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essay代写-The macro university system in Britain

2019-01-07 | 来源:51due教员组 | 类别:Essay代写范文

本篇essay代写- The macro university system in Britain讨论了英国的宏观大学制度。近代以来英国在宏观大学制度改革的历程中,大学和政府之间围绕大学自治和国家控制展开了长期的利益博弈。最终政府一步步介入大学之中,而大学在保留适度的自治权的同时,也接受了政府宏观政策和市场法则的调控。大学、政府和市场三方先后确立了自身在大学发展中的地位,生动地展现了大学发展的历史逻辑。本篇essay代写51due代写平台整理,供大家参考阅读。

macro university system,英国宏观大学制度,essay代写,代写,paper代写

University system is not only a hot issue in the research field of higher education, but also a key field in the reform of higher education. Domestic academia thinks commonly, university system includes macroscopical with microcosmic two administrative levels. Micro university system refers to the organizational structure and management system of a university. The macro university system refers to a country's higher education system, "which includes the school-running system, investment system and management system at the national level, and is the general name of the whole higher education system of a country". In modern times, around the autonomy and state control of universities, British universities and the government launched a long-term game of interests, promoting the reform and development of the macro university system. By tracing the footsteps of the macro university system reform in Britain since modern times and summarizing the beneficial experience of its reform, this paper hopes to provide some references for clarifying the relationship between universities and the government in the new round of higher education reform in China and improving the modern university system with Chinese characteristics.

Since modern times, the macro university system reform in Britain has been constantly adjusted around the relationship between the university and the government. On the whole, the reform of British macro university system has experienced three periods.

This period lasted roughly from the period after the British bourgeois revolution to the middle of the 19th century. In fact, from the founding of Oxford and Cambridge in the early 12th century to the early 19th century, there were only two universities in Britain. As the two oldest universities in Britain, Oxford and Cambridge have always maintained the tradition of medieval universities: university autonomy and scholarly governance. There was no connection between the government and the university during this period, and the two went their separate ways. At the government's mercy, universities enjoy autonomy that continental Europeans envy. But it is the abuse of autonomy and freedom by Oxford and Cambridge that ultimately leads to their complacency. Since the 1760 s of the industrial revolution promoted the development of the production, industrial production needs a large number of master production techniques, technology, economy and management of knowledge talent, but it was not until the middle of the 19th century, the ancient Oxford and Cambridge, did not respond to the industrial revolution, "defying any professional vocational education". As the education of universities fell behind the needs of social development, the status of the world scientific activity center of Britain was gradually replaced by other countries in Europe and America.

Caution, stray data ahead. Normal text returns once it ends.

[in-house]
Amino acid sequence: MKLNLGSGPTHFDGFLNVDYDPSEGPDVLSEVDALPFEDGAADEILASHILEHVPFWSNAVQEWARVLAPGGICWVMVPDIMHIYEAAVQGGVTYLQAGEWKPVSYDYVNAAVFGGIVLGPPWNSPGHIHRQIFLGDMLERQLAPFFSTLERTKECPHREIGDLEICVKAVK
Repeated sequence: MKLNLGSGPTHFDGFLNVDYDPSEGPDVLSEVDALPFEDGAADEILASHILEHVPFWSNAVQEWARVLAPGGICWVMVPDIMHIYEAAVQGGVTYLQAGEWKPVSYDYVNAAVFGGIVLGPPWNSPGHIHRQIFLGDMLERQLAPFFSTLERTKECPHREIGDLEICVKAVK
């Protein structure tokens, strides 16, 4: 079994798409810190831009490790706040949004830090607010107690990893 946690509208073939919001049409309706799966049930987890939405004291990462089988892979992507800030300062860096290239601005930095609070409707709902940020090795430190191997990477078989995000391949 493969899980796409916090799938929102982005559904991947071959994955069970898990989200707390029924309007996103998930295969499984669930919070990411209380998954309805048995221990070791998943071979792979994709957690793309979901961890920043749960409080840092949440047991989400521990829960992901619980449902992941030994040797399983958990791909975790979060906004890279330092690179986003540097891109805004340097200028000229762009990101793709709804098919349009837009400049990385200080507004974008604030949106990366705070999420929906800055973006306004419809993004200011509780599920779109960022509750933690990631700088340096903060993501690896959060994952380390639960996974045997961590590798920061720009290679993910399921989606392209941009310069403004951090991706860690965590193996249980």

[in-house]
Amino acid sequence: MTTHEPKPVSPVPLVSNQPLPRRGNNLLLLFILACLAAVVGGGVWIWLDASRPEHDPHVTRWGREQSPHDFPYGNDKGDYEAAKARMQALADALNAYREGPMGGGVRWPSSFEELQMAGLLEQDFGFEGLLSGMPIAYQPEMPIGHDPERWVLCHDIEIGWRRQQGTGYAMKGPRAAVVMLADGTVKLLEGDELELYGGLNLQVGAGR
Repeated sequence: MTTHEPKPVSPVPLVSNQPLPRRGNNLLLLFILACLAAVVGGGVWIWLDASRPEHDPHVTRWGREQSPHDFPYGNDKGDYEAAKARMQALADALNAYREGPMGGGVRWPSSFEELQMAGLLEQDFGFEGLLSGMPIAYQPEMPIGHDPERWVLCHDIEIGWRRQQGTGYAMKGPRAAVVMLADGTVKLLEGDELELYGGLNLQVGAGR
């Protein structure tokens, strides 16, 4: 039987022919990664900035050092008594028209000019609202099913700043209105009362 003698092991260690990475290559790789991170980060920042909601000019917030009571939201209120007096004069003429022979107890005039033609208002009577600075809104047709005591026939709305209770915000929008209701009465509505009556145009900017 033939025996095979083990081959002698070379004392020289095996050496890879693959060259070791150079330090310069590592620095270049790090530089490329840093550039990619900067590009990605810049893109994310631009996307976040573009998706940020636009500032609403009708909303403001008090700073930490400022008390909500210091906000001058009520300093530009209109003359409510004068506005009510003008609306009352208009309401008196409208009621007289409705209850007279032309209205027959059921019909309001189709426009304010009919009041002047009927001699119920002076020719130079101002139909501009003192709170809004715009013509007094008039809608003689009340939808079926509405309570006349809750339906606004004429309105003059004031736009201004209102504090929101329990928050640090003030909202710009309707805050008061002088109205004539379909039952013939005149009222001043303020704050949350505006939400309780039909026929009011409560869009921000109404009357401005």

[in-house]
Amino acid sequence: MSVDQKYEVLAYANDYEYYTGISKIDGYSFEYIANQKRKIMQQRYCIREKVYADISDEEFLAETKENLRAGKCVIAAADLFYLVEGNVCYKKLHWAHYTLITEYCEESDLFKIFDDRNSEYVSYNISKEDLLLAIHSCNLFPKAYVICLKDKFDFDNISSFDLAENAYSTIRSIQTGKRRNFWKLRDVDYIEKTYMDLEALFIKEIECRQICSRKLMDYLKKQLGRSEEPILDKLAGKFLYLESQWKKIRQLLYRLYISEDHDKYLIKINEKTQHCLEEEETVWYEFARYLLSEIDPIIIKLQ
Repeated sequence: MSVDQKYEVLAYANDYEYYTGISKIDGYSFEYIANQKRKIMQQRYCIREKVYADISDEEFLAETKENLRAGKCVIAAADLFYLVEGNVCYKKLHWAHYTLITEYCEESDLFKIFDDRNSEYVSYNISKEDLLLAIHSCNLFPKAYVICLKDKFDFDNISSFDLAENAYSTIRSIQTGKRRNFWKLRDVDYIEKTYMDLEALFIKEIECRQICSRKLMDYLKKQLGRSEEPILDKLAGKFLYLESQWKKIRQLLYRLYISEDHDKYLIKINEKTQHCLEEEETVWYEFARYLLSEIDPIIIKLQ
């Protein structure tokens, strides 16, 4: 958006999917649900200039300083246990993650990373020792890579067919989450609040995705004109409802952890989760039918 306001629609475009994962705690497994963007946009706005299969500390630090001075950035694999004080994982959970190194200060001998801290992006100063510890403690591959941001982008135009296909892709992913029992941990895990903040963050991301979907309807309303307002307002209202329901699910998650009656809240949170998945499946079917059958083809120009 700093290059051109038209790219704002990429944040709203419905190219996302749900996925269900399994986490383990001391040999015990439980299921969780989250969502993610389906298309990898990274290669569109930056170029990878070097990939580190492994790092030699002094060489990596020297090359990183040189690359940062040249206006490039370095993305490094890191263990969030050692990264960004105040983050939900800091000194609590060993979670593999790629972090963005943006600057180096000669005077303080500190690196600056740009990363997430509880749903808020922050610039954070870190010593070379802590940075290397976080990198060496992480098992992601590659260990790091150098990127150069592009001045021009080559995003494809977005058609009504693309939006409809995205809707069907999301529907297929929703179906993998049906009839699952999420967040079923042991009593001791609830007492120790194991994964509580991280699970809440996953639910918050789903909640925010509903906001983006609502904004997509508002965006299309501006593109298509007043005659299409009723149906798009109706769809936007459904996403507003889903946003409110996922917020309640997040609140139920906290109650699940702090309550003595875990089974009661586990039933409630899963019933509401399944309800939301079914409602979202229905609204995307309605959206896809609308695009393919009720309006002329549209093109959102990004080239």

This period lasted from the mid-19th century to the mid-20th century. In 1850, the British government organized two royal commissions to investigate Oxford and Cambridge universities respectively, which was the beginning of government intervention in universities. On the basis of the investigation, in 1854 and 1856, parliament passed the Oxford University act and the Cambridge university act successively, which eliminated some privileges of the two universities since the middle ages by means of legislation, strengthened the connection between the university and society, and trained public servants for the government. In 1871, the British parliament passed the religious censorship act to curb the influence of religion on universities. "In 1881, the British government made a grant of 4,000 to two university colleges in wales. This was the first time the government gave financial support to a university." After that, the British government's financial support for universities gradually increased. After the end of the World War I, the British government began to realize that "universities are of great significance to the country, and the country should promote universities to carry out high-level scientific research". The government needs universities to cultivate talents to promote the development of the country and is willing to fund universities. Universities are also aware of their responsibilities to the country and society, and they are in urgent need of funds from the government to maintain their development. A new type of intermediary between universities and government has emerged. 1919 the university appropriations committee was formally established. UGC, made up of a part-time chairman and academics from universities, is a "quasi-autonomous body". It assesses the university's financial needs and reports them to the Treasury, which then plans its grants on a five-year basis. Since then, UGC has served as a buffer between universities and the government. On the one hand, UGC can obtain funds for universities from the government; on the other hand, UGC can help the government deliver policy information to universities.